Involuntary defection in two-level games

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Ratification failures are prevalent in international relations, but due to the assumption of unitary actors in international relations theory, theoretical analysis has been underdeveloped. In formalizing Putnam's metaphor of two-level games, this article shows that incomplete information about the preferences of domestic actors is crucial for understanding ratification failures. Furthermore, institutional mechanisms affect bargaining outcomes through their impact on information revelation. In particular, it is found that two-sided constraints lead to relatively equitable bargaining outcomes and that renegotiation and pre-negotiation poll-taking can induce strategic voting by domestic constituents, thereby exacerbating domestic constraints.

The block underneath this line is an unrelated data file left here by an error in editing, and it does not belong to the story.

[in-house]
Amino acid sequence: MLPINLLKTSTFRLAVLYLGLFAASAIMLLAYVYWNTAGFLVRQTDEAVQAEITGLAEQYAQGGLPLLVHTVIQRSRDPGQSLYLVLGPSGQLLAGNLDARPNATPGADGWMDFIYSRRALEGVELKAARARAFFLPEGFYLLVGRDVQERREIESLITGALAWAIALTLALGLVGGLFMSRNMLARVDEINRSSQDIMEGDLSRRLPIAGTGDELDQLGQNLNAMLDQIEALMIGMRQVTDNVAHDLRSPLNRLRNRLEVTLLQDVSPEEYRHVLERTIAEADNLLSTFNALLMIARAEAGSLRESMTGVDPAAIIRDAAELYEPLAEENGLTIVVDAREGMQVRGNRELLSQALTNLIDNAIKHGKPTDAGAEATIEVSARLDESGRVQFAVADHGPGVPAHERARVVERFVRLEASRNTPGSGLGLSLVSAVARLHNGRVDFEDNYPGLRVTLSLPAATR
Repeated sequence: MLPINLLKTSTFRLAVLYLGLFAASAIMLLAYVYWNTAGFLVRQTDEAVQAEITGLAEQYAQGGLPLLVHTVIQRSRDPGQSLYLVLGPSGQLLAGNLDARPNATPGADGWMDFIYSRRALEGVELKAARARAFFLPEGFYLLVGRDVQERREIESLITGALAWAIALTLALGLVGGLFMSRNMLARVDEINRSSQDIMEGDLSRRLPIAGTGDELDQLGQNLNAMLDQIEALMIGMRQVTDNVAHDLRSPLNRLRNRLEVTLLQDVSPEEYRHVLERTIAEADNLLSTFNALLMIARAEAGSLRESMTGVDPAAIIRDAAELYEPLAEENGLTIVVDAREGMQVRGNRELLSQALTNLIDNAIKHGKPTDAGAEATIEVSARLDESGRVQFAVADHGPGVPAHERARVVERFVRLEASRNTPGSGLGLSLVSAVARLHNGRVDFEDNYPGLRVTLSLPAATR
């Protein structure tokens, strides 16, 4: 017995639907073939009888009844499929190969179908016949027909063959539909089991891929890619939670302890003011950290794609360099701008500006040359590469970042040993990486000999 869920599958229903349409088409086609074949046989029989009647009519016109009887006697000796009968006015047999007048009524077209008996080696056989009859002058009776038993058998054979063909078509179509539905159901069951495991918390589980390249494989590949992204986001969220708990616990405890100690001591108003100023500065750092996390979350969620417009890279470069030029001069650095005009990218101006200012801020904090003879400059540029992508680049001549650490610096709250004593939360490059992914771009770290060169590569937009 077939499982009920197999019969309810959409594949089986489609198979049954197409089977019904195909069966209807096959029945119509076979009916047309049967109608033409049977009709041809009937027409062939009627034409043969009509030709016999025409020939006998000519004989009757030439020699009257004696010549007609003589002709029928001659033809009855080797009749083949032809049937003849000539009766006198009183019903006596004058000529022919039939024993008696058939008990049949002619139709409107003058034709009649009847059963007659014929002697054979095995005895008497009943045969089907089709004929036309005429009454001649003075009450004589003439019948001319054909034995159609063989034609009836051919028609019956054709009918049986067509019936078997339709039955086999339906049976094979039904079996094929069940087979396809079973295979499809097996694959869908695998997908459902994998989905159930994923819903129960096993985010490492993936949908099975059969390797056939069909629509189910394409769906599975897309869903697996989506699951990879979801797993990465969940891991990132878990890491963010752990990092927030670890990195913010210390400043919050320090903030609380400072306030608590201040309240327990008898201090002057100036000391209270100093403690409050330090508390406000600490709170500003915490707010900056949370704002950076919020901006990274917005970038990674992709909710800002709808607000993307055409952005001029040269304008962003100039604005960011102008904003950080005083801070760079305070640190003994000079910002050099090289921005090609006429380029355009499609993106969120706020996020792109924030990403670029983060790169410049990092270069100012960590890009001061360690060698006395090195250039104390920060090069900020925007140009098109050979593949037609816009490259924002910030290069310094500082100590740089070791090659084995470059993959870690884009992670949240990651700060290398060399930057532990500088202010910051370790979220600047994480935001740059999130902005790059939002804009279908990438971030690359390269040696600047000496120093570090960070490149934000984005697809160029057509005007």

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I would like to thank the seminar participants at Rochester and Rutgers, Lisa Martin, Helen Milner, Bob Putnam and the anonymous referee for useful comments. All the remaining errors are mine alone.

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Iida, K. Involuntary defection in two-level games. Public Choice 89, 283–303 (1996).

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  • Theoretical Analysis
  • Public Finance
  • Incomplete Information
  • Unitary Actor
  • International Relation